My husband and I tried the Thanksgiving specials at Target. The store was due to open at 8 PM eastern, and by the time we got there, about 7:45, there was a line outside the door that stretched around the building and tickets had been given out for the really good deals, with none left for us. I ended up with some Christmas candy, some garland for my tree, cat food, and a bottle of soda. My husband wanted an iPad Air. Target had them for the regular price but was giving out $100 gift cards with purchase. They had already sold out of the white before we even got into the store. So it went.

Earlier, I braved WalMart on my own. I actually didn’t go there for deals. It had dragonfly ornaments I wanted; and when I got there and saw the lines for checkout weaving through the clothing section toward the back of the store, I wondered if a couple of glittery dragonflies were worth the bother. It was quite an experience partly because the WalMart near my home opened in the fall of 2007 and I have never seen so many cars in the parking lot. The parking lot was overflowing into that of the strip mall next door. Amazing.

Fortunately, I discovered an apparently well-kept secret that the garden department cash registers were open and I waited only about 10 minutes to check out once I had picked up the decorations I wanted. It’s not that I didn’t want anything else, though. It might have had something I wanted, but the store was quite a disaster with giant cardboard boxes of “deals” all over the place, in the middle of aisles, in the vegetable section, in the freezer section, books, CD’s, pillows and towels, and such in no apparent arrangement. There were hordes of people digging around in the boxes, merchandise scattered around on the floor, etc… I just didn’t bother looking.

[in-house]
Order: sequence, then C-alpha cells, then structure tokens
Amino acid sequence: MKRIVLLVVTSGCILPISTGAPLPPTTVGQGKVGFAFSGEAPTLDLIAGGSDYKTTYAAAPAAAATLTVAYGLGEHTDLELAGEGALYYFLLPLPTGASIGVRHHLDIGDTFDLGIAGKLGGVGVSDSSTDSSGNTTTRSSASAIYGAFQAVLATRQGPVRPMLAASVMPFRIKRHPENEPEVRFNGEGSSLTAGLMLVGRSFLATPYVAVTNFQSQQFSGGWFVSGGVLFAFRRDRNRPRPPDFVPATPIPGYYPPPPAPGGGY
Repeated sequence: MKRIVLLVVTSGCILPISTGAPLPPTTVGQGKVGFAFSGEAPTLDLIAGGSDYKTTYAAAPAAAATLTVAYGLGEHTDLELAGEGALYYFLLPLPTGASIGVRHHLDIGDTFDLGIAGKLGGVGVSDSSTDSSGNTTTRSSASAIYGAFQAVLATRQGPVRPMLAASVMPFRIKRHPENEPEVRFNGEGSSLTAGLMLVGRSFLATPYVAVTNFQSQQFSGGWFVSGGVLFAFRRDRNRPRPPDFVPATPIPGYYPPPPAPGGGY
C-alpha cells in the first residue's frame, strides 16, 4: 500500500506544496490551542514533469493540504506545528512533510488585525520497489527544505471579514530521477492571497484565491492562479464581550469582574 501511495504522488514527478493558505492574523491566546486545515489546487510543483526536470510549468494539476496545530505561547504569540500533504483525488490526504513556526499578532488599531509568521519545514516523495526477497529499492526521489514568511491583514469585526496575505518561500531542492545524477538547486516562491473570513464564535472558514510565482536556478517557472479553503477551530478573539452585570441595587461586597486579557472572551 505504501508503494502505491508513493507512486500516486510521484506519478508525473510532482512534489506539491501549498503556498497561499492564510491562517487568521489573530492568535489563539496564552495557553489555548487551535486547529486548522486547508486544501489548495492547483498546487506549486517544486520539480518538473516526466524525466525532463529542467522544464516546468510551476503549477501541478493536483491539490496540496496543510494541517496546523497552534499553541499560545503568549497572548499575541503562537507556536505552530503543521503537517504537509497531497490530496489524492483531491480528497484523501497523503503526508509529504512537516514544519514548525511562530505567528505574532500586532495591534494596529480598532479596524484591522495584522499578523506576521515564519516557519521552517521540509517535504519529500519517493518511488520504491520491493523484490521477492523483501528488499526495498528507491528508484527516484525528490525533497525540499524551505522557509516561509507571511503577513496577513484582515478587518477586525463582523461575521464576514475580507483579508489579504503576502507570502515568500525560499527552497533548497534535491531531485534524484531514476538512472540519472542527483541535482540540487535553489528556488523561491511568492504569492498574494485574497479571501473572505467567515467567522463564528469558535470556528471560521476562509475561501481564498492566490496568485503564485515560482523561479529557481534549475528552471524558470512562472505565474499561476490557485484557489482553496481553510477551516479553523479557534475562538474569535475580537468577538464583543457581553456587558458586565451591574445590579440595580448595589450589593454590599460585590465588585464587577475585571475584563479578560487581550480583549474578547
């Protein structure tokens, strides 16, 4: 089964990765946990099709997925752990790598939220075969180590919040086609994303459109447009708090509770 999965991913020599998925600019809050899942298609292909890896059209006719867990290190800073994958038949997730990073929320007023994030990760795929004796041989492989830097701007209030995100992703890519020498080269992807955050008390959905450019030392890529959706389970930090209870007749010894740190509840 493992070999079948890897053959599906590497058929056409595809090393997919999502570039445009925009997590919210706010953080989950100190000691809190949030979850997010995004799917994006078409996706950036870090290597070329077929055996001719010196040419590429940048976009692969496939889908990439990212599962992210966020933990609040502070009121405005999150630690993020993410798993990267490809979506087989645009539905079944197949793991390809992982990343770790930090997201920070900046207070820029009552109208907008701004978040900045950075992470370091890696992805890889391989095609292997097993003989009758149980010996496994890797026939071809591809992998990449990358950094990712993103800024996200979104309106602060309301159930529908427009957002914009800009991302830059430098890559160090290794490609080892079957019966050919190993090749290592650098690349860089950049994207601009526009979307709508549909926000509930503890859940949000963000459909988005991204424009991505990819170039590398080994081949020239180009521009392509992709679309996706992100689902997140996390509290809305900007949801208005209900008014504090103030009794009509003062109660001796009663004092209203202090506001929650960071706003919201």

What is rather interesting is that much of the selection that I noticed appeared to be more on the side of necessities rather than things one might give as a gift; bed pillows, blankets, soap, towels, over-the-counter remedies, etc… I was surprised when I entered the store that the people who were passing me on their way out were leaving with these things in their carts, not TV’s and electronics.

I suppose I will have to wait a week or so to be able to gauge whether the local economy has gotten better over last year. Walmart still has a very thin selection of Christmas decorations, while Target has much more than last year. Of course, these stores each cater to different types of people. I remember getting into a conversation about shopping while at a group luncheon at work. Someone said something close to he never would be caught dead at WalMart to which I replied that I go there asking “Why pay more if you don’t have to?” I got a disapproving look back – then Ellen, his boss, said she goes there too. I had to giggle. I suppose some younger people feel that they can afford to not go there; but it seems like an expensive trade off that they probably won’t realize until things don’t work out financially as they had planned. Been there, done that already – and I know something he doesn’t about the state of monetary policy. He will likely regret his choice in the future if we can’t get a handle on that very important piece of macroeconomics.